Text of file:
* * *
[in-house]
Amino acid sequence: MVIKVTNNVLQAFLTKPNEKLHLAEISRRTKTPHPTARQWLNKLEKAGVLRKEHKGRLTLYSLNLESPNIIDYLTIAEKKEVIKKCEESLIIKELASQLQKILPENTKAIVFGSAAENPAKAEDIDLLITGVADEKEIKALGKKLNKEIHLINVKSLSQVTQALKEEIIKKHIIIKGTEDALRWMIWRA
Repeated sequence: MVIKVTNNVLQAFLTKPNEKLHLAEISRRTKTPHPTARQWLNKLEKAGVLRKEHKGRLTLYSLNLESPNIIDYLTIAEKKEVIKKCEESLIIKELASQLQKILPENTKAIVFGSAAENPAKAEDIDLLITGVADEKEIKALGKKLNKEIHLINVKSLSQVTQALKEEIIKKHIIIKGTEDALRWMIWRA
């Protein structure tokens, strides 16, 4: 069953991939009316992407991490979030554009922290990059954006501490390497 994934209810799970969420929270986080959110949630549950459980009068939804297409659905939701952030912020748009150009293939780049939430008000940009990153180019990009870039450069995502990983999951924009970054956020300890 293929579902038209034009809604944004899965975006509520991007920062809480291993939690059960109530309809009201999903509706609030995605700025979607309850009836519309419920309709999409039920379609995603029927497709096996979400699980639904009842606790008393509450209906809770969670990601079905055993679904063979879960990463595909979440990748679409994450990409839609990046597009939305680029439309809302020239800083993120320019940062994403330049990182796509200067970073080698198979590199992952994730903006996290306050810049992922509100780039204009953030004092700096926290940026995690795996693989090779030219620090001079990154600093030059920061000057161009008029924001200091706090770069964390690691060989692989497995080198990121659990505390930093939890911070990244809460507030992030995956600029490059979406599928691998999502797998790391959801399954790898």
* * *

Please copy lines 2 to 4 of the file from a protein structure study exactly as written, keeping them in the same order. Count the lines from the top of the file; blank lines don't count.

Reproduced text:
Amino acid sequence: MVIKVTNNVLQAFLTKPNEKLHLAEISRRTKTPHPTARQWLNKLEKAGVLRKEHKGRLTLYSLNLESPNIIDYLTIAEKKEVIKKCEESLIIKELASQLQKILPENTKAIVFGSAAENPAKAEDIDLLITGVADEKEIKALGKKLNKEIHLINVKSLSQVTQALKEEIIKKHIIIKGTEDALRWMIWRA
Repeated sequence: MVIKVTNNVLQAFLTKPNEKLHLAEISRRTKTPHPTARQWLNKLEKAGVLRKEHKGRLTLYSLNLESPNIIDYLTIAEKKEVIKKCEESLIIKELASQLQKILPENTKAIVFGSAAENPAKAEDIDLLITGVADEKEIKALGKKLNKEIHLINVKSLSQVTQALKEEIIKKHIIIKGTEDALRWMIWRA
């Protein structure tokens, strides 16, 4: 069953991939009316992407991490979030554009922290990059954006501490390497 994934209810799970969420929270986080959110949630549950459980009068939804297409659905939701952030912020748009150009293939780049939430008000940009990153180019990009870039450069995502990983999951924009970054956020300890 293929579902038209034009809604944004899965975006509520991007920062809480291993939690059960109530309809009201999903509706609030995605700025979607309850009836519309419920309709999409039920379609995603029927497709096996979400699980639904009842606790008393509450209906809770969670990601079905055993679904063979879960990463595909979440990748679409994450990409839609990046597009939305680029439309809302020239800083993120320019940062994403330049990182796509200067970073080698198979590199992952994730903006996290306050810049992922509100780039204009953030004092700096926290940026995690795996693989090779030219620090001079990154600093030059920061000057161009008029924001200091706090770069964390690691060989692989497995080198990121659990505390930093939890911070990244809460507030992030995956600029490059979406599928691998999502797998790391959801399954790898």